The same aptitudes will suit Barron, who has a bachelor's degree in systems engineering and a master's degree in nuclear engineering, well as an astronaut. She says her math skills weren't the best for her confidence, however, as she worked her way into the 120 people selected for interviews and the 50 finalists: "Like a good engineer, I was always doing the math in my head and calculating the probabilities," she recalls. "It seemed like a steep slope to climb." Barron wasn't even able to take the call from NASA telling her she'd been selected, because as the aide to the superintendent of the Naval Academy, she was on the review stand for the color parade. Her reaction when she finally heard the news was appropriate: "I was just over the moon."
Zena Cardman, Marine Scientist and Microbiologist
To accomplish her research in microbiology, Zena Cardman has already been to some of the world's most remote environments, from Antarctic ice to caves where no daylight penetrates to hydrothermal vents at the bottom of the ocean. "I’m especially interested in life that lives in oddball environments on Earth, the extremophiles," says the 32-year-old from Williamsburg, Virginia. "For me, that’s a good analogy for environments that might be habitable on another planet."
Cardman is a multitalented scientist whose bachelor's degree in biology included minors in chemistry, marine sciences, and creative writing, and she hopes that her flexibility will make her "that scientific Swiss Army knife in the field." Having also earned a Master of Science degree in Marine Sciences, she was a National Science Foundation Graduate Research Fellow at Pennsylvania State University when she was selected as an astronaut candidate — doing research work focused on "cave slime," which she says lives in "a really interesting environment. It’s totally dark all the time. Life there is not fueled by normal things we look outside our windows and see." She's thrilled to be joining NASA just as they begin looking to longer missions, further away from the planet we call home. "There is a lot of change happening, so we are not sure where this current class is going to end up going," she says. "That’s almost more exciting than knowing."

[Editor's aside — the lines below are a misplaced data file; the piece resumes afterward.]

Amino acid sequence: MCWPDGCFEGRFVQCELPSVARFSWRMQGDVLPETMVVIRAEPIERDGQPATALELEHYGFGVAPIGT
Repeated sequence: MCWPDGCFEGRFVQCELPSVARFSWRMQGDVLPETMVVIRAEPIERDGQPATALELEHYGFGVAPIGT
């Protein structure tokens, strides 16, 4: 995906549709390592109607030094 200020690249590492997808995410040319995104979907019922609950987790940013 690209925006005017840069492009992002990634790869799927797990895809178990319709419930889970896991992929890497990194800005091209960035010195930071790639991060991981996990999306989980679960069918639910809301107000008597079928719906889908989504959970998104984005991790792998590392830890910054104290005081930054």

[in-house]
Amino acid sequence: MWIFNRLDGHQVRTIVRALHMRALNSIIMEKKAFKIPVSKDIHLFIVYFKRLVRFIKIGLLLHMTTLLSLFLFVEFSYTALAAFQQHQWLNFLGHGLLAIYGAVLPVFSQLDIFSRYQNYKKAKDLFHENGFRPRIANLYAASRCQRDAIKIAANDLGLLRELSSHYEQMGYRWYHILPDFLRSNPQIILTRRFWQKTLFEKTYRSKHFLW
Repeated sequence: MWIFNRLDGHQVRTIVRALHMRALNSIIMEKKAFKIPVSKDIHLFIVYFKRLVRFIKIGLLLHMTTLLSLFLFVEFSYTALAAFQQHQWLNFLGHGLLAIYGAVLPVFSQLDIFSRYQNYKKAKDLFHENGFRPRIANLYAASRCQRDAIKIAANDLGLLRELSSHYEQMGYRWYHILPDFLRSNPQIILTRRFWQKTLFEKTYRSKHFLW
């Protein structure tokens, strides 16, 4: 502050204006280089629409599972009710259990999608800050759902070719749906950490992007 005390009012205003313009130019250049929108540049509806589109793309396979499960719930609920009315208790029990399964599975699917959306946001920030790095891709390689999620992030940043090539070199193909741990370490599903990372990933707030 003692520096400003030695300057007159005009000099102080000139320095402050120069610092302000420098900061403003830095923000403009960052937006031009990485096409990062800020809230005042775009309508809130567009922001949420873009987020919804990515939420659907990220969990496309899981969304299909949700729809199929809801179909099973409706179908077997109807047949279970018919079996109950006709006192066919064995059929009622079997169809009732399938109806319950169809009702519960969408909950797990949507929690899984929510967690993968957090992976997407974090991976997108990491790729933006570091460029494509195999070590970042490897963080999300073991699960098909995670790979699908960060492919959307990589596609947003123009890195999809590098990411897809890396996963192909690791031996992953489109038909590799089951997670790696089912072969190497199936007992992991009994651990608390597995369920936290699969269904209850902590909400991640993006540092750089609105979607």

Jasmin Moghbeli, Helicopter Pilot and Aerospace Engineer
Jasmin Moghbeli has dreamed of being an astronaut since she was a child; she was inspired by a sixth-grade project about first woman in space Valentina Tereshkova. "We had to dress up like the person in class, and I had my little space outfit that my mom helped me make," recalls the 36-year-old Iranian-American from Baldwin, New York. "That was the first time I remember definitely saying 'hey, I want to be an astronaut' and started looking more into what I needed to do."